The embassy of Germany continues with screening of selected films on its premises to enlighten us with the cinematic art and craft of German films. Director Caroline Link’s film ‘Nowhere in Africa’ was screened at the embassy here on Thursday.
On the surface, ‘Nowhere in Africa’ is the story of a family. A rich lawyer is leading a comfortable life in Germany with his wife and five-year-old daughter. But how do you start the dramatic conflict for the film! Well, the family happens to be Jewish and it is 1938. The family must flee the Nazi regime and that is the beginning of the real story.
The family moves through two continents from Europe to Africa and land on a remote farm in Kenya. The time has come when they must face the harsh realities, far away from the affluence and comforts of their home. The rich lawyer must now sweat on a farm as caretaker. The wife is unable to compromise and become edgy on almost everything. The young daughter is the only person in the family who is quick to become part of the new setting. She not only begins to speak in the local language but also finds a new friend in the farm’s cook.
As the weeks turn into months and months into years, human psychology begins to show its effects and changes. The wife (notwithstanding her precious china and night gown, which she has brought from her good days) begins to settle down and make peace with the environment. It is now husband’s turn to disown the new life (a little too late for that!). They begin to drift apart.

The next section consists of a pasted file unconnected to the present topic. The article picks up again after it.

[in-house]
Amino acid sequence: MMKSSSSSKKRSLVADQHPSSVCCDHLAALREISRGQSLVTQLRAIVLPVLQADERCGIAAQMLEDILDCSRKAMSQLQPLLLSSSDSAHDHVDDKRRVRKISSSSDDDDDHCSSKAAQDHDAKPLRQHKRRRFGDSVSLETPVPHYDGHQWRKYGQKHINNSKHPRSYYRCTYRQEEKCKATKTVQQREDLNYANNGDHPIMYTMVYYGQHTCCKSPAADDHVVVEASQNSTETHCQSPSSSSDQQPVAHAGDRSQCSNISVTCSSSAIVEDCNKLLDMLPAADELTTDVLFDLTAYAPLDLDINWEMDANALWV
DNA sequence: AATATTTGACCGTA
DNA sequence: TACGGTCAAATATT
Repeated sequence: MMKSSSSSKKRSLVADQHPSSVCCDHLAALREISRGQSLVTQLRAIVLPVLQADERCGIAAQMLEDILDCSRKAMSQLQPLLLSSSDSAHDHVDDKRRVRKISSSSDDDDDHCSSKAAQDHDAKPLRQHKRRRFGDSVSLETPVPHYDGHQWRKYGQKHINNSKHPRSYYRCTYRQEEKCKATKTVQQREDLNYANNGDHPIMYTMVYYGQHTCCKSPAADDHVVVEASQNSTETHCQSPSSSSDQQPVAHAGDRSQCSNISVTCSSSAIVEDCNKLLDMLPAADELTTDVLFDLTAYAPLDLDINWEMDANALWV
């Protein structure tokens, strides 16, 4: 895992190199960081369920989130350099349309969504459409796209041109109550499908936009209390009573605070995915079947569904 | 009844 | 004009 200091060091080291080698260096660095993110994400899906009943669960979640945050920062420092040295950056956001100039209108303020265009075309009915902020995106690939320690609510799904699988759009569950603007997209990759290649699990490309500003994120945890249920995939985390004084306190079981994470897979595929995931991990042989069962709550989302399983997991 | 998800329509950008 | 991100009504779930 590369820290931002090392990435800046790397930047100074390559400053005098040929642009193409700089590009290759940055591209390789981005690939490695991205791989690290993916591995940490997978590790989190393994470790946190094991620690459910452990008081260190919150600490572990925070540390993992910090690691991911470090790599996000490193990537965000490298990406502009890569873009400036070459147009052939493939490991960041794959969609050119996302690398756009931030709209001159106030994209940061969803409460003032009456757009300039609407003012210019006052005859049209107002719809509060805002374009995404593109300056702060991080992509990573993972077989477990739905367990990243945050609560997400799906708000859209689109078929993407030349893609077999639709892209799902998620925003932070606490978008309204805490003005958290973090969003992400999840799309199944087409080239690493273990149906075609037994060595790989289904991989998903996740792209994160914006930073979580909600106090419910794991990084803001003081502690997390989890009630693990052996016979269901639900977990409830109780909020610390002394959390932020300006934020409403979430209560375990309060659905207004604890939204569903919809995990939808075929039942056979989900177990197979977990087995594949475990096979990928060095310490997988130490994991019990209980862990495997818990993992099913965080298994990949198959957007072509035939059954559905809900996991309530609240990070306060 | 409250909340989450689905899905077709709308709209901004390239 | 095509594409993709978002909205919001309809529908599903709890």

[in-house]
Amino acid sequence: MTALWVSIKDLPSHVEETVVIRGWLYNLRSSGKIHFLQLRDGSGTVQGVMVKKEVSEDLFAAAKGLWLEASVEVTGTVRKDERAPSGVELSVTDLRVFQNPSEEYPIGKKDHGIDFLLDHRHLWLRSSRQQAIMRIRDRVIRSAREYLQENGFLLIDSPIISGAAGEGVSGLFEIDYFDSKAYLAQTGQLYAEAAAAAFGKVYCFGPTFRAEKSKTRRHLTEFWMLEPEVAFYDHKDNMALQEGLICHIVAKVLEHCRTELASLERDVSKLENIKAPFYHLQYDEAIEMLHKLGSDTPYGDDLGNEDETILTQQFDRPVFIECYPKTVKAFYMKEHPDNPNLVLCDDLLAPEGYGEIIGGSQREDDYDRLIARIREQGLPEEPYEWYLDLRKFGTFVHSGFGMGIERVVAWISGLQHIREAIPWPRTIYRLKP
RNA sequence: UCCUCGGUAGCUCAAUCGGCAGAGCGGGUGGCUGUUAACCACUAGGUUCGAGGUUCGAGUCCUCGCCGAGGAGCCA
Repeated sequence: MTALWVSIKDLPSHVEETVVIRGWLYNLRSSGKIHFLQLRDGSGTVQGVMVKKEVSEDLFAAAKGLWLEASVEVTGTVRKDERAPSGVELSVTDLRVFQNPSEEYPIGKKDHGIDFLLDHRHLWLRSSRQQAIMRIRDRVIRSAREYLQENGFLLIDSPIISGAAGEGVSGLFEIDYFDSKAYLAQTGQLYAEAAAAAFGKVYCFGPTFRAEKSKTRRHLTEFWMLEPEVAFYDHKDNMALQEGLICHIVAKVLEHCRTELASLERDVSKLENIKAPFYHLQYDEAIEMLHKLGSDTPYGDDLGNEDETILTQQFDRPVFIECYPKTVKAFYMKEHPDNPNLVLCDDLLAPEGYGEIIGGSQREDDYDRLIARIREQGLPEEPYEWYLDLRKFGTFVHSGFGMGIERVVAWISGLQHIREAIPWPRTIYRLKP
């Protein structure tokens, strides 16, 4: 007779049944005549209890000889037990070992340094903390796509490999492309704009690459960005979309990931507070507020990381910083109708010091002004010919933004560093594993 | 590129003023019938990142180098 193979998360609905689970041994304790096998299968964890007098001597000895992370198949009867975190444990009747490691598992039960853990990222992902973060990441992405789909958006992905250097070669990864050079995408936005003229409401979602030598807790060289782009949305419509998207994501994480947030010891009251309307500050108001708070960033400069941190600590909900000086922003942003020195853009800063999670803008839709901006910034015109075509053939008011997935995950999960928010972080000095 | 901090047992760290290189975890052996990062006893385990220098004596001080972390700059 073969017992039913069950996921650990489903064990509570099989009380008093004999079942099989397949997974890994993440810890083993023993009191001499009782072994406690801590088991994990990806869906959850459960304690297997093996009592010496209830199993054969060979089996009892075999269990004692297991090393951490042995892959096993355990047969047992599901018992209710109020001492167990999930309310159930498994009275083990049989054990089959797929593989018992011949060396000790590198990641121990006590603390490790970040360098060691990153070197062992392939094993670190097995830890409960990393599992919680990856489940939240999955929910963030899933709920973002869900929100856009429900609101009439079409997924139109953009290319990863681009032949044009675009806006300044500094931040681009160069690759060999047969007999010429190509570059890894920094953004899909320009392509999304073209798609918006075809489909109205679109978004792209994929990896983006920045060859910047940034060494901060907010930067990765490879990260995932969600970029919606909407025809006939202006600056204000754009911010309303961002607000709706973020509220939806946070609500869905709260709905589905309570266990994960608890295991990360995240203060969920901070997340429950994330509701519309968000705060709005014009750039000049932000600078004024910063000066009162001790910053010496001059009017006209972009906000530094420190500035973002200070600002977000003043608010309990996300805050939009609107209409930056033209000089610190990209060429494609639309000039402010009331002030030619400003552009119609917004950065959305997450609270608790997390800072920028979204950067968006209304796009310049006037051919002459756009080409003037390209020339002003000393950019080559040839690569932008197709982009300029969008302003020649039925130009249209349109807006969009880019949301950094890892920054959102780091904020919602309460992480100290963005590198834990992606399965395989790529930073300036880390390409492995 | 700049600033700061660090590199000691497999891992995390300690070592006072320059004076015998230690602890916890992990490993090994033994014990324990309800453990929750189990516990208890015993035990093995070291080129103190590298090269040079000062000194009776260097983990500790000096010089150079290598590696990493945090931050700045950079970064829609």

‘Nowhere in Africa’ is based on an autobiographical novel of the same title. Acting by all three leading characters is tour de force. They show themselves as real victims of circumstances. Excellent camerawork is the highlight of the film, which brings out Kenya in the forties.
And now the direction. Caroline Link does not go for sentiments and tears. Instead of opting for a safe and predictable passage, which could even be heartwarming, she goes for complex emotions and focuses on bitter and difficult relationship between the lawyer and his wife. The radical changes, which appear in the family over a period of ten years, bring out pain and sacrifice.
‘Nowhere in Africa’ not only won several top awards in Germany for Best Film, Best Director and Best Camerawork but also became the top hit of 2002. And that is not all. The film was also acclaimed in the United States and won the Academy Award (Oscar) for Best Foreign Film.
source: The News